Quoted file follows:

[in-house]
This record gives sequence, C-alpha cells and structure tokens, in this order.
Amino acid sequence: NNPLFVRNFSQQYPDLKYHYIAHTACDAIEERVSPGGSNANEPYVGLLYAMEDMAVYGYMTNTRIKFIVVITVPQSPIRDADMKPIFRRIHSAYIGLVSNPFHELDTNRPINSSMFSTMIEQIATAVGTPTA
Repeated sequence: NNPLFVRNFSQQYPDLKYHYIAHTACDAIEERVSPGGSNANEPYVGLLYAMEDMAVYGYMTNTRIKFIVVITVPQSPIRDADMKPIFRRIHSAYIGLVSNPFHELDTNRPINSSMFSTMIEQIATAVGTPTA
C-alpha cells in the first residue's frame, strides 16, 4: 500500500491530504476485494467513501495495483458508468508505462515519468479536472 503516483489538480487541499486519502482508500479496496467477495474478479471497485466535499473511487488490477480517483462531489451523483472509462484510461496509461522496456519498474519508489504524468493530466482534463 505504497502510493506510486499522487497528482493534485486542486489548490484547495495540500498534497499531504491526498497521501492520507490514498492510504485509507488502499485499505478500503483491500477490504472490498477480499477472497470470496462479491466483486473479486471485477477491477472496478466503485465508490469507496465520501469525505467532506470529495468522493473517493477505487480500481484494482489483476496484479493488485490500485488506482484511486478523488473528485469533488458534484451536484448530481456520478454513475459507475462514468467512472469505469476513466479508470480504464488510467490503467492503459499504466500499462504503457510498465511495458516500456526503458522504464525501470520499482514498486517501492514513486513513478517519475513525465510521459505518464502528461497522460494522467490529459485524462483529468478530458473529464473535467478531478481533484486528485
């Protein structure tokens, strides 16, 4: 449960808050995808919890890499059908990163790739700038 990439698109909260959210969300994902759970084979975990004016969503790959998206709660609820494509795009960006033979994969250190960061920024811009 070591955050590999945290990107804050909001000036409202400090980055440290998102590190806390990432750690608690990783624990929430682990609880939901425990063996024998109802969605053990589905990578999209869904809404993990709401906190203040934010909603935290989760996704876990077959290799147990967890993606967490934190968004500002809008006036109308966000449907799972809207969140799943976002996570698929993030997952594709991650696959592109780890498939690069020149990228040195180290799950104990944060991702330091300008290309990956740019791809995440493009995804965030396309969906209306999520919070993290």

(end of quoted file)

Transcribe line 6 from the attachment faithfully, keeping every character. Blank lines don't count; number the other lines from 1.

């Protein structure tokens, strides 16, 4: 449960808050995808919890890499059908990163790739700038 990439698109909260959210969300994902759970084979975990004016969503790959998206709660609820494509795009960006033979994969250190960061920024811009 070591955050590999945290990107804050909001000036409202400090980055440290998102590190806390990432750690608690990783624990929430682990609880939901425990063996024998109802969605053990589905990578999209869904809404993990709401906190203040934010909603935290989760996704876990077959290799147990967890993606967490934190968004500002809008006036109308966000449907799972809207969140799943976002996570698929993030997952594709991650696959592109780890498939690069020149990228040195180290799950104990944060991702330091300008290309990956740019791809995440493009995804965030396309969906209306999520919070993290």